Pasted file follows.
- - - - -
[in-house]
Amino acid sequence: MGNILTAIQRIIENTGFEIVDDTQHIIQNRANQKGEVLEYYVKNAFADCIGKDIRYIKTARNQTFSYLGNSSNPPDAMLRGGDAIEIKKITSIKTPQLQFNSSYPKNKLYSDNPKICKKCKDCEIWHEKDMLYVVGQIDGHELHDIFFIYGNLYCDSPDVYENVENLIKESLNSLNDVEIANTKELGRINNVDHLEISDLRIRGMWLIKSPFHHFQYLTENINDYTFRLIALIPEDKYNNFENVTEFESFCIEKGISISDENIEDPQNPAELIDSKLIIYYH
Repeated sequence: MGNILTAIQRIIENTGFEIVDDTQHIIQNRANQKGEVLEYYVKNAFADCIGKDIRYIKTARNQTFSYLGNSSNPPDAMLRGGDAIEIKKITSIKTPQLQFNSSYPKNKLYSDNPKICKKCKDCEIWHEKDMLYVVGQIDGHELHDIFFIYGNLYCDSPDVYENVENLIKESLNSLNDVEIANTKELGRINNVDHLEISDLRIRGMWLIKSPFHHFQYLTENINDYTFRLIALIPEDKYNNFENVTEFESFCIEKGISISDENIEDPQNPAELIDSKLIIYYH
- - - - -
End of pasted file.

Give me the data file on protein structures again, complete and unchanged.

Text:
[in-house]
Amino acid sequence: MGNILTAIQRIIENTGFEIVDDTQHIIQNRANQKGEVLEYYVKNAFADCIGKDIRYIKTARNQTFSYLGNSSNPPDAMLRGGDAIEIKKITSIKTPQLQFNSSYPKNKLYSDNPKICKKCKDCEIWHEKDMLYVVGQIDGHELHDIFFIYGNLYCDSPDVYENVENLIKESLNSLNDVEIANTKELGRINNVDHLEISDLRIRGMWLIKSPFHHFQYLTENINDYTFRLIALIPEDKYNNFENVTEFESFCIEKGISISDENIEDPQNPAELIDSKLIIYYH
Repeated sequence: MGNILTAIQRIIENTGFEIVDDTQHIIQNRANQKGEVLEYYVKNAFADCIGKDIRYIKTARNQTFSYLGNSSNPPDAMLRGGDAIEIKKITSIKTPQLQFNSSYPKNKLYSDNPKICKKCKDCEIWHEKDMLYVVGQIDGHELHDIFFIYGNLYCDSPDVYENVENLIKESLNSLNDVEIANTKELGRINNVDHLEISDLRIRGMWLIKSPFHHFQYLTENINDYTFRLIALIPEDKYNNFENVTEFESFCIEKGISISDENIEDPQNPAELIDSKLIIYYH